Public services union ver.di has negotiated a new pay deal with waste and recycling company Schönmackers. The company has 1500 employees and operates in the North Rhine Westphalia region. The agreement includes a pay increase of 3.6% from March 2020 and a further 1.3% from August 2021. There is an EUR 80 increase on trainee pay and the agreement runs to the end of January 2022. Meanwhile there is no progress in the GWE negotiations covering 7700 energy and water workers in the same region. Ver.di has rejected as completely inadequate a pay offer over 28 months that would equate to only 1.75%
Members of the STAL trade union took strike action on 12 December in the Tratolixo inter-municipal waste company that covers four local authorities near Lisbon. Meanwhile STAL members in the Resinorte and Resiestrela waste companies (part of the EGF group) are planning strike action on 26 and 27 December. In both cases the union is pushing for respect for collective bargaining, an increase in pay and improvements in working conditions. At Tratolixo the demands include implementation of the 35-hour week, 25 days' annual leave and an allowance to take account of risky and onerous working
The FNV trade union has negotiated a new 12-month agreement covering around 7000 workers in the waste processing sector. There will be a 3.75% pay increase with 2.75% paid in January and 1% in August along with a one-off payment of EUR 125. Two hundred workers on flexible contracts will be offered permanent jobs. There are also improved provisions for training and there will be talks over pensions and more possibilities for early retirement related to the arduousness of the job and length of service. The young workers' pay rate (18) will rise from 85% to 87.5% of the full adult rate.
Verdi health and social services against commercialisation and privatisation. In solidarity with DISK President standing trial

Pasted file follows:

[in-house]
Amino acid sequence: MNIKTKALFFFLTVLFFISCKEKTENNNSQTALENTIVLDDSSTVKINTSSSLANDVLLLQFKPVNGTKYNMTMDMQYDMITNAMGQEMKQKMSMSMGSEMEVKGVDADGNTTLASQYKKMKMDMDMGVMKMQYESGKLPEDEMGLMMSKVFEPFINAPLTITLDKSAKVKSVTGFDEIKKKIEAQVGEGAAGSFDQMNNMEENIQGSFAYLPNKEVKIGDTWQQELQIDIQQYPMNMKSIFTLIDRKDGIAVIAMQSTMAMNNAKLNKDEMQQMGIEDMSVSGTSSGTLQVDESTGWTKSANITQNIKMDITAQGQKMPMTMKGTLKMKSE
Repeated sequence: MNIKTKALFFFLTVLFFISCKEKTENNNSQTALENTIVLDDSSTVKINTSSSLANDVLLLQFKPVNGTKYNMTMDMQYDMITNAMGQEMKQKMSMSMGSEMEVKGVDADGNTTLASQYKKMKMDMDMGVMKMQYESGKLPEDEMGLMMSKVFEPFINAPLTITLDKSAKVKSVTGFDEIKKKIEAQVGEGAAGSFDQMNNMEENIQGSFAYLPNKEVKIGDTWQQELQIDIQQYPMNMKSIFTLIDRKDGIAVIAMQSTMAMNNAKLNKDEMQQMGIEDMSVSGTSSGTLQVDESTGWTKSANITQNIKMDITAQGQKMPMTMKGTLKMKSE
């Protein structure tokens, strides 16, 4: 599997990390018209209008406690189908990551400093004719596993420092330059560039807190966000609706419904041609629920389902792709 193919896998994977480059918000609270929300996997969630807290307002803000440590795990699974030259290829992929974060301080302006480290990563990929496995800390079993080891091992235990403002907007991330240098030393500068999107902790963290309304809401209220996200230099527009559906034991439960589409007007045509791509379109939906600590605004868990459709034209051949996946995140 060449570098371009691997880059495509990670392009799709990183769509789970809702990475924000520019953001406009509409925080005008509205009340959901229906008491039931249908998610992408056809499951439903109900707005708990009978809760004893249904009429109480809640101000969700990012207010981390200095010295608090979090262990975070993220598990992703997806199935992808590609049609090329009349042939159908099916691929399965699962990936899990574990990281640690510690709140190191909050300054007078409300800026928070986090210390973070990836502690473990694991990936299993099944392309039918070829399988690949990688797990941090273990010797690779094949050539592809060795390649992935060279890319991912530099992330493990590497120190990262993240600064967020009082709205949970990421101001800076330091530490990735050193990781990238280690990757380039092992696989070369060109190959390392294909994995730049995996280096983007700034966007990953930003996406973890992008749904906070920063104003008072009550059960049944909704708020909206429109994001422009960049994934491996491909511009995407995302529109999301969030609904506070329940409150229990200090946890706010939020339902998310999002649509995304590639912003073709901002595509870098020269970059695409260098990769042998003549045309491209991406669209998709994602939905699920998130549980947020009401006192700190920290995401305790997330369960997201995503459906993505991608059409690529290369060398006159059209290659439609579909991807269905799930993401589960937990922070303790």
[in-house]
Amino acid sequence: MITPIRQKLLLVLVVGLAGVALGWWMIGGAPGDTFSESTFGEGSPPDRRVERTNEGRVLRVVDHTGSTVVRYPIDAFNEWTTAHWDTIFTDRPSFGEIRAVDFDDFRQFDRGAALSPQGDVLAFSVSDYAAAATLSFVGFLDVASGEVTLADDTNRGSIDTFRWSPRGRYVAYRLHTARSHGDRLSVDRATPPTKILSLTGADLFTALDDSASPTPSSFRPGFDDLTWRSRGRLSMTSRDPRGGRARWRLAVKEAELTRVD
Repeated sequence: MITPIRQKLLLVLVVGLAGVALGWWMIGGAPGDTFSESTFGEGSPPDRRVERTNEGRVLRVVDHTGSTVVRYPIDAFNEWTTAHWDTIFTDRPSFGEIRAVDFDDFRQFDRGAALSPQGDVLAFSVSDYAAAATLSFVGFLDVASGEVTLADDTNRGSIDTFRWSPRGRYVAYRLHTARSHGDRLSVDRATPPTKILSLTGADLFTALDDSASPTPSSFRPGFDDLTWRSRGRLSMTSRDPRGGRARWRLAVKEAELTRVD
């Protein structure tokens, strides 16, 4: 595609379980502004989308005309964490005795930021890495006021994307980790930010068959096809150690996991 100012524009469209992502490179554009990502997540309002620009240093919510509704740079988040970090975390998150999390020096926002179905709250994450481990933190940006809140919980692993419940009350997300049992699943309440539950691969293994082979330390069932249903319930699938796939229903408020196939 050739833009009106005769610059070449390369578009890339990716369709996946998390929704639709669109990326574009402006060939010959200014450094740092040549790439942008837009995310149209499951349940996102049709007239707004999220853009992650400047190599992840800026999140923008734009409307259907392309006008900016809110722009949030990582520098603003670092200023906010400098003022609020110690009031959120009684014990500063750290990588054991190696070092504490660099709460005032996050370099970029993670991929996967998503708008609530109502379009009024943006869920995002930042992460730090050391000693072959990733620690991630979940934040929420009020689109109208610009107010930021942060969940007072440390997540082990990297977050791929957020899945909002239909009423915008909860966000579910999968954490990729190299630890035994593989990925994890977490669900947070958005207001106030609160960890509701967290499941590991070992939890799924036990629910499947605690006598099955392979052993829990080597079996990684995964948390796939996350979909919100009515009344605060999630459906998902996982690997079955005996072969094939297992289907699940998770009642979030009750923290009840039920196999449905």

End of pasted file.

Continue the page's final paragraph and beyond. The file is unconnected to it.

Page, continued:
Leading activists of Verdi in the health and social services joined European actions against the privatisation and commercialisation of health and social care.
The German subsidiary of the Veolia environmental services multinational has agreed to set up a €1 million pandemic fund after negotiations with the ver.di trade union. The fund will be available until the end of 2020 and will provide financial support of up to €10000 to workers who have been affected by COVID-19. The employees who could benefit include workers with children under 12 who can't find childcare, single parents, workers with other care responsibilities and who have been through family bereavements. The company implemented a short-time working agreement and topped up the funding
Waste workers in northern Germany, members of the ver.di trade union have criticised their employer, Remondis, for switching to a different sector collective agreement. From the beginning of February the company said it would apply the freight and logistics agreement rather than the private waste agreement. The company argues that this makes no difference but the union points out that it delivers no improvements. Ver.di says that drivers are on a starting wage of EUR 11.95 an hour (less in some areas) and that many don't progress from this level. Meanwhile, the Rethmann Group which owns
A report written by The Public Services International Research Unit (PSIRU) and commissioned by European Public Service Union (EPSU) investigates the impact of privatization and liberalization on waste services.
Waste workers in the UK and France are taking or planning industrial action over a wide range of issues. Public and private sector workers in France, organised by the CGT union, are taking action over major demands on pay, pensions and health and safety. Meanwhile, in Hull in North East England workers employed by the FCC multinational are protesting over sick pay and inThurrock in South East England the issue is one of surveillance. Workers there are objecting to live streaming to management from cameras in all refuse lorries.
The ETUI research organisation has published a new report and issue of its health and safety magazine, HesaMag, that both cover the risks of workplace cancers. As many as 100000 deaths a year are linked to workplace carcinogens but it is not just hazardous substances that are of concern. The ETUI publications also cover other risks such as night work which has been linked to higher risk of breast cancer with some specific cases affecting hospital staff. HesaMag also looks at the problems of getting proper recognition of the risks faced by workers in sectors like cleaning, maintenance and waste